August 21, 2014, 12:57:11 PM

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Messages - Aglet

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61
I have an old Epson R1800 which has never given me a good clean print. it seems that if you're not banging out prints on a regular basis, the pigment inks dry, clog and render the head permanently damaged. I've found canon equivalents far less troublesome and the inks don't seem to punish you if you don't use them for a while. there are some awesome pro labs out there that are ultimately better and far cheaper in my experience.

Are you making sure you keep the wiper blade clean?... and the head capping station gasket?
lots of good video on youtube about cleaning those.
I had to do that to my r3000 after a head strike caused a lot of jets to clog.  Never performed a single ink-wasting cleaning.  just a few nozzle checks and cleaned the wiper and cap station and it's back to awesome.

62
.. merely a FF version of the very good crop sensor in the D7100/5300/3300

63

Quote
All I can tell you know is that I heard about a 54 Full Frame Megapixel sensor from Sony (with 2460 focusing points (no joke!) and the focusing area covers 78% of the entire sensor). It was actually planed for a 2015 release but maybe Canon will make them change those plans…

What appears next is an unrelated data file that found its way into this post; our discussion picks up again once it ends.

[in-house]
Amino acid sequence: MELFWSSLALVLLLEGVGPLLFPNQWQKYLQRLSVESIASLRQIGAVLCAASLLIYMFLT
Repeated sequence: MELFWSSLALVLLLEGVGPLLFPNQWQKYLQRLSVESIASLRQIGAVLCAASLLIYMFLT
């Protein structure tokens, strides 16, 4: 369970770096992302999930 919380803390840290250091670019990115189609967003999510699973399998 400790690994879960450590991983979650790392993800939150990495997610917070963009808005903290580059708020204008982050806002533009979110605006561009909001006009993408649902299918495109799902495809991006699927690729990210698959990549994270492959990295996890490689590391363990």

That would be a D4x sensor

64
I had a similar question a few years back and advice steered me towards the Epson R3000 over the Canon.
I've been very happy with my R3000, excellent output, easy to use, no maintenance issues.
Now I want a bigger one!

As others have said, buy cheap, pay more.
Buy a little bigger and you may have lower operating costs, depending on what you want to do and how much printing you'll put thru it.

I have output from my R3000 that's better than most labs at a lower cost and I don't have to drive to pick up the results.
if you intend to print enough, it's worth buying, especially when you can get it with some big rebates.

65
Reviews / Re: DxO reviews Sony A7s: king of low light photography?
« on: June 21, 2014, 05:34:43 PM »
I'm just pointing out that the 2 aspects, image-quality vs getting-the-shot, do not embody exactly the same criteria as they are generally priorities for different situations, not necessary directly comparable.

'Getting the shot' ALWAYS trumps sensor-dependent image quality. ALWAYS.
13280 posts of not contributing anything new to the conversation

66
Reviews / Re: DxO reviews Sony A7s: king of low light photography?
« on: June 21, 2014, 05:32:39 PM »
....
In DxoMarkLand, Canon is outscored by Nikon, Sony, Fuji, even Pentax.  In the real world people buy camera systems based on their needs, and the fact that more people buy Canon dSLRs and lenses than any of their competitors' indicates that Canon better meets the needs and/or desires of more photographers.  That's reality...whether or not you can deal with it.